Dinosaurs could have disappeared before the asteroid impact


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Feb 27, 2018
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The surprising discovery is coming from a team of researchers that analyzed fossilized marine mollusk shells and found out that the dinosaurs could have disappeared before the asteroid impact. The cause of the disappearance is a high level of mercury because of the eruption of the colossal volcano. The analyzed fossils were from all around the world, and the result is the same.

The studied fossils from all around the globe present the same evidence from ocean warming and the high levels of mercury. The high levels of mercury appeared because of the eruption of the Deccan Traps from India.

The latest study is practically showing more from the environment and climate from these times. Also, the changes that happened during the eruption of the volcano are quite significant.

Moreover, Kyle Meyer, the lead author of the study, is saying that the materials analyzed are showing the mercury concentrations that could be similar to modern industrial mercury contamination, and the warming temperatures. If you want to know more details about the study, you can find it in the Nature Communications Journal.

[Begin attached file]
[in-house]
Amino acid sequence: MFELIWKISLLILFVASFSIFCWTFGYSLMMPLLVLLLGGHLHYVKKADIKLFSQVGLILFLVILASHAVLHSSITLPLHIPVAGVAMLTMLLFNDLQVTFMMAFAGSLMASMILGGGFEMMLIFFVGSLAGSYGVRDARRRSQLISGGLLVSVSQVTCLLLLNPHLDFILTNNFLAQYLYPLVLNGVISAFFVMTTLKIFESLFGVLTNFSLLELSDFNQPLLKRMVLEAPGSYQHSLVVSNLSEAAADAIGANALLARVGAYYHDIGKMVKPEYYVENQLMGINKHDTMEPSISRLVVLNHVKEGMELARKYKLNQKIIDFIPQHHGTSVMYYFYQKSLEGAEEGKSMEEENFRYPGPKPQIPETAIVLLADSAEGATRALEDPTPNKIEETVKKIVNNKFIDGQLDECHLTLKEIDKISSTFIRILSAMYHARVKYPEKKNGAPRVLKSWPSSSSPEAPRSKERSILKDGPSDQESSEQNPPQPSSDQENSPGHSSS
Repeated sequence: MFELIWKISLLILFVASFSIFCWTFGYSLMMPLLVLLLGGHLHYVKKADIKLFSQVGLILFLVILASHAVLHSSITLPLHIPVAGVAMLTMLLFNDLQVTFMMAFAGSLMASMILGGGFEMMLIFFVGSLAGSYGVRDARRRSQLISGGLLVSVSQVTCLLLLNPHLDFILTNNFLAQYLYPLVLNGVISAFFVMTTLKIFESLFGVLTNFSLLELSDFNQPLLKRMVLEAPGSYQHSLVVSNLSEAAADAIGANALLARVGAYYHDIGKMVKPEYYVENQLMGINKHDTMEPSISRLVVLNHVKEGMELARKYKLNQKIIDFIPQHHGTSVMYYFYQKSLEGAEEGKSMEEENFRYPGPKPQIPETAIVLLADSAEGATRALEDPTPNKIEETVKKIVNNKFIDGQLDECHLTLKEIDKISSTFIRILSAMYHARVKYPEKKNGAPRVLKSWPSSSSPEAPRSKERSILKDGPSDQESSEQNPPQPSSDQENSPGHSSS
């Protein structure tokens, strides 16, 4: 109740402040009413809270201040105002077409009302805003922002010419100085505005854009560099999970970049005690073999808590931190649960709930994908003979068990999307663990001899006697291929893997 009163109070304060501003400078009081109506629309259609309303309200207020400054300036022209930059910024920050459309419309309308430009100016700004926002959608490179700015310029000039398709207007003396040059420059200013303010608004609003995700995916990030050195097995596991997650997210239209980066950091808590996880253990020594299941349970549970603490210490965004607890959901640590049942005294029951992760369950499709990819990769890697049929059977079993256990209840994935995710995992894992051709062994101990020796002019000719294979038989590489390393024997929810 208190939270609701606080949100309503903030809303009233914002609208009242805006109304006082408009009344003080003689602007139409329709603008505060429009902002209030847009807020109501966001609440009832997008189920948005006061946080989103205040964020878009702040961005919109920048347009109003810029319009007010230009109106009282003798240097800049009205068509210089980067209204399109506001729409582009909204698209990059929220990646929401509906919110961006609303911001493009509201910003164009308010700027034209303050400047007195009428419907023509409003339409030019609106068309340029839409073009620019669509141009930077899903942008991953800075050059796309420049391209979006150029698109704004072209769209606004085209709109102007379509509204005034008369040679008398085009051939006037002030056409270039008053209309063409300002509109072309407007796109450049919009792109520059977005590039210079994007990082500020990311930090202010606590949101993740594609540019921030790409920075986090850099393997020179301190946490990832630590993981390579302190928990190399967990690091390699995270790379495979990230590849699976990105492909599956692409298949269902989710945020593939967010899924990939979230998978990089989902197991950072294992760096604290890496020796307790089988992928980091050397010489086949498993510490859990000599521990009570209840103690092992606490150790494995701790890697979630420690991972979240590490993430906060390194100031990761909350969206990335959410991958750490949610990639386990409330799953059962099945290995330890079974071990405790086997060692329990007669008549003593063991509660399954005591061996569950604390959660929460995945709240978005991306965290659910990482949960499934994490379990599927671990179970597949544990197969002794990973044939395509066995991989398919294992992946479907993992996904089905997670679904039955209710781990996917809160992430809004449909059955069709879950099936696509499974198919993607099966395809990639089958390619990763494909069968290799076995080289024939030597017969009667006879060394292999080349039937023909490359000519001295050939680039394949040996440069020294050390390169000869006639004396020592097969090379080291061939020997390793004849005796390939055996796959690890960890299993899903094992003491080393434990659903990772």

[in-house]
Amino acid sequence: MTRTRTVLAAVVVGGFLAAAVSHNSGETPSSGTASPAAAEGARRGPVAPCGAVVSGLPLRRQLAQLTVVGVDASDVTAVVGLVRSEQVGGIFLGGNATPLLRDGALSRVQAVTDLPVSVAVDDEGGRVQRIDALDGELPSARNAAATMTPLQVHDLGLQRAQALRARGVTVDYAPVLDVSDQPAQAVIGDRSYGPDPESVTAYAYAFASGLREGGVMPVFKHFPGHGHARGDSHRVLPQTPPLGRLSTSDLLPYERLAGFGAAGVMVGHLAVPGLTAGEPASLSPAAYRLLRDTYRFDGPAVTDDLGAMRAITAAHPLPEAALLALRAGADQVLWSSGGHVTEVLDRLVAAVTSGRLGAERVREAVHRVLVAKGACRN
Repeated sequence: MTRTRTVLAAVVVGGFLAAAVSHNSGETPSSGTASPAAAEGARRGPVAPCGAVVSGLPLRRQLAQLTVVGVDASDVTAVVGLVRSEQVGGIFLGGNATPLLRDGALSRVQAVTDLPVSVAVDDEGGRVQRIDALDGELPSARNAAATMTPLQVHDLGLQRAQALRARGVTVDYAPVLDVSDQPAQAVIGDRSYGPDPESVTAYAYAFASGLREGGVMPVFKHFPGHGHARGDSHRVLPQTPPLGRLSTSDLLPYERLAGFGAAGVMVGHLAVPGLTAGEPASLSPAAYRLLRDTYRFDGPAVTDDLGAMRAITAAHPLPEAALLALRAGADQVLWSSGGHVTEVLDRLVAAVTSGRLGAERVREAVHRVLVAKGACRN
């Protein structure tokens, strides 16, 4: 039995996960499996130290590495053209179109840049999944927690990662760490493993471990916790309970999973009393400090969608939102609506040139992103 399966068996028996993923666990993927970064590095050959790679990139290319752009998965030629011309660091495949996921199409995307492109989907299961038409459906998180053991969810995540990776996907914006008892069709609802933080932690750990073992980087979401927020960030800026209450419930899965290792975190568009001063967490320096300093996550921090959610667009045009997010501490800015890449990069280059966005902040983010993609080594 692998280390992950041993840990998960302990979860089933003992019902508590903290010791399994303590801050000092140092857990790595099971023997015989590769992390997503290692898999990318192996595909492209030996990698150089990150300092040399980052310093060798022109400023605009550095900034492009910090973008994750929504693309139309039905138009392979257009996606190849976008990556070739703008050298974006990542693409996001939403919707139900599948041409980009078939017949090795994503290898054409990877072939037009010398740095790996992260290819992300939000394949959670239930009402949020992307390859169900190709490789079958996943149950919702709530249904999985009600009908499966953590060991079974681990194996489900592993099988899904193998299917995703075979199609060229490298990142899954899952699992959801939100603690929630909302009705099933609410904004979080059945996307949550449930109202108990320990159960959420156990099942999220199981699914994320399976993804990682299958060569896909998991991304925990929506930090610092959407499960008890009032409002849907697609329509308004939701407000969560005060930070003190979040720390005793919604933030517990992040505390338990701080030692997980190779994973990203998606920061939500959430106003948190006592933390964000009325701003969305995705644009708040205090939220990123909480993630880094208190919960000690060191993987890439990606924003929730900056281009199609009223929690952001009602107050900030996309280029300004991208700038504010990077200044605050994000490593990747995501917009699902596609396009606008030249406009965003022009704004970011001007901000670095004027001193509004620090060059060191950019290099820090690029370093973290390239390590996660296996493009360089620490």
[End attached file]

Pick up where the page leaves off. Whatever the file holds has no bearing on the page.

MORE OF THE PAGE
The researchers have tried something new this time. For finding out the levels of mercury, only the sediments were analyzed. Now they have studied the shells of the ancient animals and made even a comparison.

The researchers compared the old shells with the clamshells from Virginia’s South River, which has now a fishing ban because we are talking about a contaminated area with mercury.

To sum up, the contamination with mercury is hazardous for both humans and animals. So, after the eruption of the volcano, all the living animals from that period would have disappeared because of mercury poisoning.

The outbreak of the Deccan Traps happened 66 million years ago before the asteroid hit Earth. This means that the negative impact of the mercury contamination occurred for a long time before the complete extinction of the dinosaurs.


Not an asteroid but massive volcanic eruptions in India might have set off mass extinction 66 million years ago

University of California - Berkeley

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